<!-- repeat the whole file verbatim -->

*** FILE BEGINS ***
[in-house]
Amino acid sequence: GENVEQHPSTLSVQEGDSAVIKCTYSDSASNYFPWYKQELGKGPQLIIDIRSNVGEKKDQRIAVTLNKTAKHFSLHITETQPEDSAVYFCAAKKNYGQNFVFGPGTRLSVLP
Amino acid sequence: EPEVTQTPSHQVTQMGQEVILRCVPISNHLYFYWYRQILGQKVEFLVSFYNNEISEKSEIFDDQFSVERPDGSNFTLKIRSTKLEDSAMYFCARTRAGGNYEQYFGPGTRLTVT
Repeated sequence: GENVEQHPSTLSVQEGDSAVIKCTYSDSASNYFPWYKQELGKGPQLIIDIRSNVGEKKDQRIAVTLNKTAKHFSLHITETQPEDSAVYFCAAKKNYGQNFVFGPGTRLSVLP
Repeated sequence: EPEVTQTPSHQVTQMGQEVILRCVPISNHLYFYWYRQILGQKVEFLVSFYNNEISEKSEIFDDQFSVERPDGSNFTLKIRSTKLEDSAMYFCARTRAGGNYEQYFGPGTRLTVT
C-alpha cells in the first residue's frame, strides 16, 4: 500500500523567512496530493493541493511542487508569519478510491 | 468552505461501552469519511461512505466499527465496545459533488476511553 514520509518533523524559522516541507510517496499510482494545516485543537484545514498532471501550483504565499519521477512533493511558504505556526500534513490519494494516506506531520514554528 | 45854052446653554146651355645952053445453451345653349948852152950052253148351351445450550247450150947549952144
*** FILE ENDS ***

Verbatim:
[in-house]
Amino acid sequence: GENVEQHPSTLSVQEGDSAVIKCTYSDSASNYFPWYKQELGKGPQLIIDIRSNVGEKKDQRIAVTLNKTAKHFSLHITETQPEDSAVYFCAAKKNYGQNFVFGPGTRLSVLP
Amino acid sequence: EPEVTQTPSHQVTQMGQEVILRCVPISNHLYFYWYRQILGQKVEFLVSFYNNEISEKSEIFDDQFSVERPDGSNFTLKIRSTKLEDSAMYFCARTRAGGNYEQYFGPGTRLTVT
Repeated sequence: GENVEQHPSTLSVQEGDSAVIKCTYSDSASNYFPWYKQELGKGPQLIIDIRSNVGEKKDQRIAVTLNKTAKHFSLHITETQPEDSAVYFCAAKKNYGQNFVFGPGTRLSVLP
Repeated sequence: EPEVTQTPSHQVTQMGQEVILRCVPISNHLYFYWYRQILGQKVEFLVSFYNNEISEKSEIFDDQFSVERPDGSNFTLKIRSTKLEDSAMYFCARTRAGGNYEQYFGPGTRLTVT
C-alpha cells in the first residue's frame, strides 16, 4: 500500500523567512496530493493541493511542487508569519478510491 | 468552505461501552469519511461512505466499527465496545459533488476511553 514520509518533523524559522516541507510517496499510482494545516485543537484545514498532471501550483504565499519521477512533493511558504505556526500534513490519494494516506506531520514554528 | 45854052446653554146651355645952053445453451345653349948852152950052253148351351445450550247450150947549952144